A critical role for neutrophil elastase in experimental bullous pemphigoid

  • Liu Z
  • Shapiro S
  • Zhou X
 et al. 
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Abstract

Bullous pemphigoid (BP) is an autoimmune skin disease characterized by subepidermal blisters and autoantibodies against 2 hemidesmosome-associated proteins, BP180 and BP230. The immunopathologic features of BP can be reproduced in mice by passive transfer of anti-BP180 antibodies. Lesion formation in this animal model depends upon complement activation and neutrophil recruitment. In the present study, we investigated the role of neutrophil elastase (NE) in antibody-induced blister formation in experimental BP. Abnormally high levels of caseinolytic activity, consistent with NE, were detected in extracts of lesional skin and blister fluid of mice injected with anti-BP180 IgG. The pathogenic anti-BP180 IgG failed to induce subepidermal blistering in NE-null (NE(-/-)) mutant mice. NE(-/-) mice reconstituted with neutrophils from wild-type mice became susceptible to experimental BP. Wild-type mice given NE inhibitors (alpha1-proteinase inhibitor and Me-O-Suc-Ala-Ala-Pro-Val-CH(2)Cl), but not mice given cathepsin G/chymase inhibitors (alpha1-antichymotrypsin or Z-Gly-Leu-Phe-CH(2)Cl), were resistant to the pathogenic activity of anti-BP180 antibodies. Incubation of murine skin with NE induced BP-like epidermal-dermal detachment. Finally, NE cleaved BP180 in vitro and in vivo. These results implicate NE directly in the dermal-epidermal cleavage induced by anti-BP180 antibodies in the experimental BP model.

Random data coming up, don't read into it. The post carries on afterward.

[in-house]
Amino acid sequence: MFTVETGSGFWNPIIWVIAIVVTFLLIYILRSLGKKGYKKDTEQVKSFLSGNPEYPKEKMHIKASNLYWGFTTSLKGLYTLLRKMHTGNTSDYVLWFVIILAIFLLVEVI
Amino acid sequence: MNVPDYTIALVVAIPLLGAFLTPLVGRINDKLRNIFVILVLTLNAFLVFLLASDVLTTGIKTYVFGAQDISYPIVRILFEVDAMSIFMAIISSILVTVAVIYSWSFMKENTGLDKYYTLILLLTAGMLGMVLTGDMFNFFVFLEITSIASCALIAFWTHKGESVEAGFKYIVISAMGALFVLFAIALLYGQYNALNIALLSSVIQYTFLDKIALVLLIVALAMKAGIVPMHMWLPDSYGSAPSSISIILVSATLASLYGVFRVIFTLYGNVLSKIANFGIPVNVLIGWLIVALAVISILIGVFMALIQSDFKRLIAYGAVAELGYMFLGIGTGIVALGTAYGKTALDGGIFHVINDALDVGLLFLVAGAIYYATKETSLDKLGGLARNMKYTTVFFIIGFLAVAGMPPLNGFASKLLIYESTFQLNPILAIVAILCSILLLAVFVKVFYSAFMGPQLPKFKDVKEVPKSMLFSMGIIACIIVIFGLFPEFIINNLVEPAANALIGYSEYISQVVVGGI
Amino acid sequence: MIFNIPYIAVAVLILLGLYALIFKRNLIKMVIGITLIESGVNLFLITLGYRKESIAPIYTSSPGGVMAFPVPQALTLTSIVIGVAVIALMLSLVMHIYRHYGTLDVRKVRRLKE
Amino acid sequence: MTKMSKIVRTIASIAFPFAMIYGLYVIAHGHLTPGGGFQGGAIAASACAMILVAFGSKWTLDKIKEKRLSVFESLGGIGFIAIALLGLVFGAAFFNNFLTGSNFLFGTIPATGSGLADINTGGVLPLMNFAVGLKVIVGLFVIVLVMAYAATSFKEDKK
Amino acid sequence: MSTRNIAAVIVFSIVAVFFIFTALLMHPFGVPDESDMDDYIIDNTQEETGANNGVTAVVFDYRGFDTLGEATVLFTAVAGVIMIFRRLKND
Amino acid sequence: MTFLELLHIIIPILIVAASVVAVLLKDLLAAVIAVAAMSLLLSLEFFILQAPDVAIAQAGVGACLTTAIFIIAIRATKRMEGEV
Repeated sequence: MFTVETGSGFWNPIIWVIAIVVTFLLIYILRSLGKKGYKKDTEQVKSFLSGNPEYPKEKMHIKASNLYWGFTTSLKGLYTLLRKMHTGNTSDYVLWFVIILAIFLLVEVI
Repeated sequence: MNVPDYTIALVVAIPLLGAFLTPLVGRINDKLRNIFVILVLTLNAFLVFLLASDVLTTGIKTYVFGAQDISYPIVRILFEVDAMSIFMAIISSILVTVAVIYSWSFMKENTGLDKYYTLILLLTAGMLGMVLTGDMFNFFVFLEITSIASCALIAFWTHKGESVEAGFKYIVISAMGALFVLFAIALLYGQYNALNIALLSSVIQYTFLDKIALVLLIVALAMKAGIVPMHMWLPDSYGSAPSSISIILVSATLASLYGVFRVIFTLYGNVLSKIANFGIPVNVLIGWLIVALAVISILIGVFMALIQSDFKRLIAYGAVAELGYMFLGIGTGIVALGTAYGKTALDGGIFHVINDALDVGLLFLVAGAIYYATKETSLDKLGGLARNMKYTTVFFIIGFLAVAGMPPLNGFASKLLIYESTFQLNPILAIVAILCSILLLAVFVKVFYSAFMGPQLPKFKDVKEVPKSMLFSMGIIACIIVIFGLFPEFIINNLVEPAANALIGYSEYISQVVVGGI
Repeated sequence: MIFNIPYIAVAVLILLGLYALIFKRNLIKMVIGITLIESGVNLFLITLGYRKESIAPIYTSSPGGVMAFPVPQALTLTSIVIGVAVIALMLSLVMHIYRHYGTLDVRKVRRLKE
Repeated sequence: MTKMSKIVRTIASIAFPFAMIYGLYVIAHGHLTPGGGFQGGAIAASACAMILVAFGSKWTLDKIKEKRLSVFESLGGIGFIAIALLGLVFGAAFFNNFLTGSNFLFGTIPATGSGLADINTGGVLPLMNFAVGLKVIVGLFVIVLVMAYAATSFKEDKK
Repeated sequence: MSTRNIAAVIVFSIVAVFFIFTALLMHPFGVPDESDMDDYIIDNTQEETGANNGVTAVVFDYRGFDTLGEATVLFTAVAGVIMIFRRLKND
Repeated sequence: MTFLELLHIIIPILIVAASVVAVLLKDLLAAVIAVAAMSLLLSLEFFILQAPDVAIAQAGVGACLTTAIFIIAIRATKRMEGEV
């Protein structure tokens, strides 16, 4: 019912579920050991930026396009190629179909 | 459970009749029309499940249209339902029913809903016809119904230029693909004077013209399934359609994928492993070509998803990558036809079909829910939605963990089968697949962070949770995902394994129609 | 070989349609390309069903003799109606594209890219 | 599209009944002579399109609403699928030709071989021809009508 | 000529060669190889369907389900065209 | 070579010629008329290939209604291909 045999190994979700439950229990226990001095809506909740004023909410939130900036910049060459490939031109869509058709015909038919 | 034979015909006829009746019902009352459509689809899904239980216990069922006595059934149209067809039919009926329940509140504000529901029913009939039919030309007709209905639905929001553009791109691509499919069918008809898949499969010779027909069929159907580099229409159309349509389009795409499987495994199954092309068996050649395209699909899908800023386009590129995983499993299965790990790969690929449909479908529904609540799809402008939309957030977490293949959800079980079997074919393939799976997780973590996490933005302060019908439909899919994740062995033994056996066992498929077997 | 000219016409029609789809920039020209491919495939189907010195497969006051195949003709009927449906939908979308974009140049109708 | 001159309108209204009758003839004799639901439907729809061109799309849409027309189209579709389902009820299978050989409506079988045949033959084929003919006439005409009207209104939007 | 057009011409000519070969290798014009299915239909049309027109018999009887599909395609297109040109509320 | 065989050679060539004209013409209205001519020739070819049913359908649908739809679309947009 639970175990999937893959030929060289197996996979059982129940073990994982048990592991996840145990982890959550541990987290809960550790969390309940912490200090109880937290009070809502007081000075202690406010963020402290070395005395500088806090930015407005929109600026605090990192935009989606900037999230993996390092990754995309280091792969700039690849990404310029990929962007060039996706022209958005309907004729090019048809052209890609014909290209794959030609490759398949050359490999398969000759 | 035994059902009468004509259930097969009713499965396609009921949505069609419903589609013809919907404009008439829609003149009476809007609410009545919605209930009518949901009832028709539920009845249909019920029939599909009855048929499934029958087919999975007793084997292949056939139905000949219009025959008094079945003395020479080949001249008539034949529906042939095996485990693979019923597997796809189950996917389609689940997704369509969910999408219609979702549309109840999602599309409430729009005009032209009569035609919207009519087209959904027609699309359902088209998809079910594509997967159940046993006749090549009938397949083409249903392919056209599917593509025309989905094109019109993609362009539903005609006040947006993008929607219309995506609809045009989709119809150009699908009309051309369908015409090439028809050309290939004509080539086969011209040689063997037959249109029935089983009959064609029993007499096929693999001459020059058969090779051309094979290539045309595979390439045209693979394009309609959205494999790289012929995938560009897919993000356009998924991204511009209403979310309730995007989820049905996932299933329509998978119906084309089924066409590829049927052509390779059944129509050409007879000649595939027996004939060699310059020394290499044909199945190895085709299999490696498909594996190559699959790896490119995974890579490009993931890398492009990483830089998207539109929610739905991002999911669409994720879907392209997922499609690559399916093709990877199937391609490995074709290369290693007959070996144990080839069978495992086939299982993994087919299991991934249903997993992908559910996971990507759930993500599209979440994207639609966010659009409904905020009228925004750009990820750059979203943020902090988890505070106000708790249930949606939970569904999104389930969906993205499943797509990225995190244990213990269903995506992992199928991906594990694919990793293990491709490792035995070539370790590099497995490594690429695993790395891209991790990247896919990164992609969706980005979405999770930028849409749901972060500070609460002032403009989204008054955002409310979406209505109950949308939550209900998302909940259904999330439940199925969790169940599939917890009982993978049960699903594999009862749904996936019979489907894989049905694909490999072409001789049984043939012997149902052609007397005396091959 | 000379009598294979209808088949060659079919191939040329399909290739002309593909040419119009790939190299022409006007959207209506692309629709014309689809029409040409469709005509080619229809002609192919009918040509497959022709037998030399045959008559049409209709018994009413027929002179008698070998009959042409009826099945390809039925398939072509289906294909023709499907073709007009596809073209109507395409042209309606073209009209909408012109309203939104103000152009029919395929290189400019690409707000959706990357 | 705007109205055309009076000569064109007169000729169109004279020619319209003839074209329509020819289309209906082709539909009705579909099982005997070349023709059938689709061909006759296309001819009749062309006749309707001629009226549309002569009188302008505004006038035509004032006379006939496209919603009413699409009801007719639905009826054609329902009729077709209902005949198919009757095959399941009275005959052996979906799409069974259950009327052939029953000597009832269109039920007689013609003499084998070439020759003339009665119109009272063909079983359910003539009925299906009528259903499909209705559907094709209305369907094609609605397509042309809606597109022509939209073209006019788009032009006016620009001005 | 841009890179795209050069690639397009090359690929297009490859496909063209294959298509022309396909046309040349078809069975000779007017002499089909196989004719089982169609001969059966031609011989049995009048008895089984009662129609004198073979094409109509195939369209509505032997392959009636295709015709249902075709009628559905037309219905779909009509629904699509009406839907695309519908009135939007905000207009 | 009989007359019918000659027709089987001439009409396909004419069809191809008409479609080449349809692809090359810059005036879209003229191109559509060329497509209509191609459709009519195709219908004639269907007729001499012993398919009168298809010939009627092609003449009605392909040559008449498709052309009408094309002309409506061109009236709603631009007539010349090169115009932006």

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Authors

  • Zhi Liu

  • Steven D. Shapiro

  • Xiaoye Zhou

  • Sally S. Twining

  • Robert M. Senior

  • George J. Giudice

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